What to Expect Before You’re Expecting…

From Wiles and the CDC!


Did you know that about 10 % of women (6.1 million) in the United States ages 15–44 years have difficulty getting pregnant or staying pregnant?

In our 20’s, many of us are more interested in birth control and STD prevention than we are in getting pregnant.  In our 30’s, those biological clocks begin ticking and, if we haven’t already done so, we’re beginning to seriously make plans for having a family. By the time we reach our 40’s, we may be wondering if it’s too late and we look to methods like in vitro fertilization and surrogacy.

Preconception health refers to the health and men and women during their reproductive years.  But how many of us know that it’s a health concern that we often neglect until, well, we’re ready?


Photo Credit: Guardian


The Center for Disease Control and the National Women’s Health Center offer some great advice and for women to follow now to protect the health of the babies we may have in the future.  Here are some helpful tips we found especially useful:

  1.  Get Healthy! Both men and women can benefit from paying close to attention to their preconception health because, at its core, preconception health is about overall health.  Being overweight or underweight can also contribute to a woman’s infertility.  And did you know that, in the United States, almost half of all pregnancies are “unplanned?” So why not just get healthy and stay there?!
  2.  Understand you monthly fertility pattern—Understanding your monthly fertility pattern can help you plan to get pregnant or avoid getting pregnant. Your fertility pattern is the number of days in the month when you are fertile (able to get pregnant), days when you are infertile, and days when fertility is unlikely, but possible. If you have a regular menstrual cycle, you have about nine or more fertile days each month.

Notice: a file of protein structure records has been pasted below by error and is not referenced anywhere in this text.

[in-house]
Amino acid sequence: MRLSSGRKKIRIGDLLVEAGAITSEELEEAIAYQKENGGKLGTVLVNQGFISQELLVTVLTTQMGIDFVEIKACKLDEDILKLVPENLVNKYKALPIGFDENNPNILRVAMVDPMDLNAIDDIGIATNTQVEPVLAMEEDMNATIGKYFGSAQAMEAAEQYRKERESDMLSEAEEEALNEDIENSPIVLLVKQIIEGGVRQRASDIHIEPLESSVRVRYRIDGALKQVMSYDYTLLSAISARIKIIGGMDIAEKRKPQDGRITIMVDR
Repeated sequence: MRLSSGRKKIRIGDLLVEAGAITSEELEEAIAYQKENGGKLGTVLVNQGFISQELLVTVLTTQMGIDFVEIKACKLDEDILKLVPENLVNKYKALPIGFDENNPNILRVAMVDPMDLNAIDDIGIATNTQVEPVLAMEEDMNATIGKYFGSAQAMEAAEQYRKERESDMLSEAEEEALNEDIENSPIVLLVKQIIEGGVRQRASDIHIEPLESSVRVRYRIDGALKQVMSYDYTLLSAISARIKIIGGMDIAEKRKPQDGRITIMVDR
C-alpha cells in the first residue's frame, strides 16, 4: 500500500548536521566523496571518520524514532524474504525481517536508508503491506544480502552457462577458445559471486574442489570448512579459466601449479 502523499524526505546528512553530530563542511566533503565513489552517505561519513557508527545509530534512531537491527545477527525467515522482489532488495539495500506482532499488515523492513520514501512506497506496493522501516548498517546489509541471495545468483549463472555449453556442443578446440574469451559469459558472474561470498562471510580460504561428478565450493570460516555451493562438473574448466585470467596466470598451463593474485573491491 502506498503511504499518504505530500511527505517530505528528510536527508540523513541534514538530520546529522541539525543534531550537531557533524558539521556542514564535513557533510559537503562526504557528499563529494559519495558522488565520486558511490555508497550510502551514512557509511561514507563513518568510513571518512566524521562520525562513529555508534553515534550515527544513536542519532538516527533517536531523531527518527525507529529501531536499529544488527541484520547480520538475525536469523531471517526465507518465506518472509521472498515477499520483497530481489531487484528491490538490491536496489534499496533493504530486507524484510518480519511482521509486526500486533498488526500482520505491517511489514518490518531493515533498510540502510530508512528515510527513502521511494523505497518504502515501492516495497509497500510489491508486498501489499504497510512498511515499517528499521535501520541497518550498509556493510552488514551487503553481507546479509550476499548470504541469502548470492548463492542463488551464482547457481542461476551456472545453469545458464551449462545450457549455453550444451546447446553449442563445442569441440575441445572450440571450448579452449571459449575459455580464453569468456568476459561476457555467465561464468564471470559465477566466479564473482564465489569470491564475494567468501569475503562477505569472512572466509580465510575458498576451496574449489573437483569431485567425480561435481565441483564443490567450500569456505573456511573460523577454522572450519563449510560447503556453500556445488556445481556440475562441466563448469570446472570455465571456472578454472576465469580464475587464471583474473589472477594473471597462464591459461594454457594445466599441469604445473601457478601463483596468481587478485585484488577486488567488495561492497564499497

3.  Infertility is NOT just a woman’s problem!  About one-third of infertility cases are caused by women’s problems. Another one third of fertility problems are due to the man. The other cases are caused by a mixture of male and female problems or by unknown problems.  While problems with ovulation, blocked fallopian tubes and uterine fibroids are typical causes for a woman’s infertility, heavy alcohol use, drug use, and smoking can all negatively impact a man’s sperm count.  Before you try to conceive, a doctor’s visit may be in order for both of you!
  4.  Age is more than just a number.  About 20% of women in the United States now have their first child after age 35 and about one-third of couples in which the woman is older than 35 years have fertility problems. Aging decreases a woman’s chances of having a baby because the ovaries become less able to release eggs, she has a smaller number of healthy eggs she is more likely to have health conditions that can cause fertility problems, and she is more likely to have a miscarriage. If you’re over 35 and you’re having trouble conceiving, consult your doctor within 6 months for a thorough exam and to discuss your options.
  5.  Make a plan and take action!  You don’t hop in your car for a road trip without a map or GPS, so do your homework, set goals and get your body ready ahead of time.  Consider your career and what impact having a child will have. Consider what resources you have for day care. Think about when and under what conditions you want to become pregnant.  If you have unhealthy habits or a lifestyle that will put your pregnancy at-risk, make the necessary changes to protect your and your baby’s health.  Try to include as many details as possible in your plan. Some people find it helpful to write their plan down on a piece of paper or in a journal. Be sure to talk with your health care professionals. Doctors and counselors can help you make your plan and achieve your goals.
  6.  Take 400 Micrograms of Folic Acid Every Day! Folic acid is a B vitamin. If a woman has enough folic acid in her body at least 1 month before and during pregnancy, it can help prevent major birth defects of the baby’s brain and spine.
  7.  Learn Your Family History – Collecting your family’s health history can be important for your child’s health. You might not realize that your sister’s heart defect or your cousin’s sickle cell disease could affect your child, but sharing this family history information with your doctor can be important.
  8.  Get your head right! Mental health is how we think, feel, and act as we cope with life. To be at your best, you need to feel good about your life and value yourself. Everyone feels worried, anxious, sad, or stressed sometimes. However, if these feelings do not go away and they interfere with your daily life, get help. Talk with your doctor or another health professional about your feelings and treatment options.  Remember, you’ll be a parent LONG after you stop being pregnant, so make sure you’re mentally and emotionally ready for the responsibility.

For more information, please visit the CDC’s website at:


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